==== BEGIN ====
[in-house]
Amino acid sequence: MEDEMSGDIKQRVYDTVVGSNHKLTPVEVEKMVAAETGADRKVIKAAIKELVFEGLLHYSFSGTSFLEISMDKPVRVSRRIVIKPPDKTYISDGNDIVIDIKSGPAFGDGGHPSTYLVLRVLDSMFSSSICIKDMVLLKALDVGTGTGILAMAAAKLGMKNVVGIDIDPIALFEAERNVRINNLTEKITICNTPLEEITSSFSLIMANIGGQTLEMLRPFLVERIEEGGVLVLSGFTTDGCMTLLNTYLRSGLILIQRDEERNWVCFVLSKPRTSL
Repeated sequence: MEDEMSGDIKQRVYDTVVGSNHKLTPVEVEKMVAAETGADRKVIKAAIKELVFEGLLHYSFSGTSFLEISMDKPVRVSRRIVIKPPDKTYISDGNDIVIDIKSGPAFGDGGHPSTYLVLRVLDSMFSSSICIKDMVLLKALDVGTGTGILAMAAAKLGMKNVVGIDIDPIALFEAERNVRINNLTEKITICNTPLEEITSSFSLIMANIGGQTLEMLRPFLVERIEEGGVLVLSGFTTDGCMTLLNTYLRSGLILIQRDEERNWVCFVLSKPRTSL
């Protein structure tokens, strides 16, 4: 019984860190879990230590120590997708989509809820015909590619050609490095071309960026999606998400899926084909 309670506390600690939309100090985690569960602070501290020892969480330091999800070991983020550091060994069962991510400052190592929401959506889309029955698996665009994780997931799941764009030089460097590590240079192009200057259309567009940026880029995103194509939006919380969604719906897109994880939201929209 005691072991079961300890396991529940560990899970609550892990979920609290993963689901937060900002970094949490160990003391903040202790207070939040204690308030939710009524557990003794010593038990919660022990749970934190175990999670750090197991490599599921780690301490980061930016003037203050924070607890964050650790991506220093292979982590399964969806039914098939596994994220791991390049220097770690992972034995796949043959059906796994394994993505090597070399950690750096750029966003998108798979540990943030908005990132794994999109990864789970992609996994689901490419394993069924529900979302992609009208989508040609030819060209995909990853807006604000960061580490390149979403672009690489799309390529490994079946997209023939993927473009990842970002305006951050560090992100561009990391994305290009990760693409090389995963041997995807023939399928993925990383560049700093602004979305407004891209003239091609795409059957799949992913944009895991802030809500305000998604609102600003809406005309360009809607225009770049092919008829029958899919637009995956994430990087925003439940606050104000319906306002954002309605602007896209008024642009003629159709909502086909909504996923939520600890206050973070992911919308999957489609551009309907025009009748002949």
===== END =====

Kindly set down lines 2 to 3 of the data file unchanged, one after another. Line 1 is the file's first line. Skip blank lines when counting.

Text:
Amino acid sequence: MEDEMSGDIKQRVYDTVVGSNHKLTPVEVEKMVAAETGADRKVIKAAIKELVFEGLLHYSFSGTSFLEISMDKPVRVSRRIVIKPPDKTYISDGNDIVIDIKSGPAFGDGGHPSTYLVLRVLDSMFSSSICIKDMVLLKALDVGTGTGILAMAAAKLGMKNVVGIDIDPIALFEAERNVRINNLTEKITICNTPLEEITSSFSLIMANIGGQTLEMLRPFLVERIEEGGVLVLSGFTTDGCMTLLNTYLRSGLILIQRDEERNWVCFVLSKPRTSL
Repeated sequence: MEDEMSGDIKQRVYDTVVGSNHKLTPVEVEKMVAAETGADRKVIKAAIKELVFEGLLHYSFSGTSFLEISMDKPVRVSRRIVIKPPDKTYISDGNDIVIDIKSGPAFGDGGHPSTYLVLRVLDSMFSSSICIKDMVLLKALDVGTGTGILAMAAAKLGMKNVVGIDIDPIALFEAERNVRINNLTEKITICNTPLEEITSSFSLIMANIGGQTLEMLRPFLVERIEEGGVLVLSGFTTDGCMTLLNTYLRSGLILIQRDEERNWVCFVLSKPRTSL